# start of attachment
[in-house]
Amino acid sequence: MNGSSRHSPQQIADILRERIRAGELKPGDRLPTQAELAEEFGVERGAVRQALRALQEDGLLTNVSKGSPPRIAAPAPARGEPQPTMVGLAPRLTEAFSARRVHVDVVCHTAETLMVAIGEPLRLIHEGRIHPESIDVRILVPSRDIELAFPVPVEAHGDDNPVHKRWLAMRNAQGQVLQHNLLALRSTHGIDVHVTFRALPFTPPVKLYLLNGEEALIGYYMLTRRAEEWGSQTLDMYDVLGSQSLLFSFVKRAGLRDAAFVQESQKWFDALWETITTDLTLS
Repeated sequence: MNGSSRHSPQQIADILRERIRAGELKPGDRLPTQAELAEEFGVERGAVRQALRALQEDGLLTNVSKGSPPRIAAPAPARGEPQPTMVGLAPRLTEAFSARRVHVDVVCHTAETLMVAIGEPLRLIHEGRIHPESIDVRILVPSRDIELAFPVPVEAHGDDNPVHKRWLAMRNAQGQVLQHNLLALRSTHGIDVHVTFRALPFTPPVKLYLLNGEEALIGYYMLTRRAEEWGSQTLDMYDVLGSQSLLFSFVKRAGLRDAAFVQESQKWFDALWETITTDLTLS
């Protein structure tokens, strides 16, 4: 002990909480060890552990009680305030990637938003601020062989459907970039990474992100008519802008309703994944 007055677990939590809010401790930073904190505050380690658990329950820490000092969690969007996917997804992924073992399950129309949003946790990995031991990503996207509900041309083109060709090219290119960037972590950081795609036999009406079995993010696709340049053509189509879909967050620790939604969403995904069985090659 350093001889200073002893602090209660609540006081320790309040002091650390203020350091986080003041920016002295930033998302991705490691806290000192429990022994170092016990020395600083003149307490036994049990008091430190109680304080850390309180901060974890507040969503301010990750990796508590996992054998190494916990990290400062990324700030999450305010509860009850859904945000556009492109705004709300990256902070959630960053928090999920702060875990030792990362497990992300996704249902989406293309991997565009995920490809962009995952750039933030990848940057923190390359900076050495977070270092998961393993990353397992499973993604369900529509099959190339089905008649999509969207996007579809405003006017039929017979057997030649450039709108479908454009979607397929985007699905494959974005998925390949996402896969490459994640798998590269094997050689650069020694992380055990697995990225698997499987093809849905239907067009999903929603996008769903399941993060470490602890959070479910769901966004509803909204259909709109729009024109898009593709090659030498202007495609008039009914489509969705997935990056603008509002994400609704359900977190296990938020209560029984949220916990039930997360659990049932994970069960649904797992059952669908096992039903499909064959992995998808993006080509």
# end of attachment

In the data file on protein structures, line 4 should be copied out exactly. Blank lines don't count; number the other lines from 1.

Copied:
């Protein structure tokens, strides 16, 4: 002990909480060890552990009680305030990637938003601020062989459907970039990474992100008519802008309703994944 007055677990939590809010401790930073904190505050380690658990329950820490000092969690969007996917997804992924073992399950129309949003946790990995031991990503996207509900041309083109060709090219290119960037972590950081795609036999009406079995993010696709340049053509189509879909967050620790939604969403995904069985090659 350093001889200073002893602090209660609540006081320790309040002091650390203020350091986080003041920016002295930033998302991705490691806290000192429990022994170092016990020395600083003149307490036994049990008091430190109680304080850390309180901060974890507040969503301010990750990796508590996992054998190494916990990290400062990324700030999450305010509860009850859904945000556009492109705004709300990256902070959630960053928090999920702060875990030792990362497990992300996704249902989406293309991997565009995920490809962009995952750039933030990848940057923190390359900076050495977070270092998961393993990353397992499973993604369900529509099959190339089905008649999509969207996007579809405003006017039929017979057997030649450039709108479908454009979607397929985007699905494959974005998925390949996402896969490459994640798998590269094997050689650069020694992380055990697995990225698997499987093809849905239907067009999903929603996008769903399941993060470490602890959070479910769901966004509803909204259909709109729009024109898009593709090659030498202007495609008039009914489509969705997935990056603008509002994400609704359900977190296990938020209560029984949220916990039930997360659990049932994970069960649904797992059952669908096992039903499909064959992995998808993006080509």